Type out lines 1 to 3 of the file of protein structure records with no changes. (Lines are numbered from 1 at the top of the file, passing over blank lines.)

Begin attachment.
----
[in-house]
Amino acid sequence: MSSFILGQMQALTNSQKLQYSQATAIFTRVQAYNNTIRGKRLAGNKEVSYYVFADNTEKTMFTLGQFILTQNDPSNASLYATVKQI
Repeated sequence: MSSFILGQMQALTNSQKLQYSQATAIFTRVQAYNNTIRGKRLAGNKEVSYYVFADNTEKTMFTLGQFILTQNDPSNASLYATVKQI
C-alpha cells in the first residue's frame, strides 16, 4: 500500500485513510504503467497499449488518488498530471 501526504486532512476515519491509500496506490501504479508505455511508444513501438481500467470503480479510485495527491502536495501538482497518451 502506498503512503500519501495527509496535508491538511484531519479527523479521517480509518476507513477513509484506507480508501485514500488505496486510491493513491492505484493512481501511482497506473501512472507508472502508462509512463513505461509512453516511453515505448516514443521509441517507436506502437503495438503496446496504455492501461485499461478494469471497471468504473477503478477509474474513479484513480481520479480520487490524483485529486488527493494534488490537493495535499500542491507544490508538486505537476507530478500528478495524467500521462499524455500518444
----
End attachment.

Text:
[in-house]
Amino acid sequence: MSSFILGQMQALTNSQKLQYSQATAIFTRVQAYNNTIRGKRLAGNKEVSYYVFADNTEKTMFTLGQFILTQNDPSNASLYATVKQI
Repeated sequence: MSSFILGQMQALTNSQKLQYSQATAIFTRVQAYNNTIRGKRLAGNKEVSYYVFADNTEKTMFTLGQFILTQNDPSNASLYATVKQI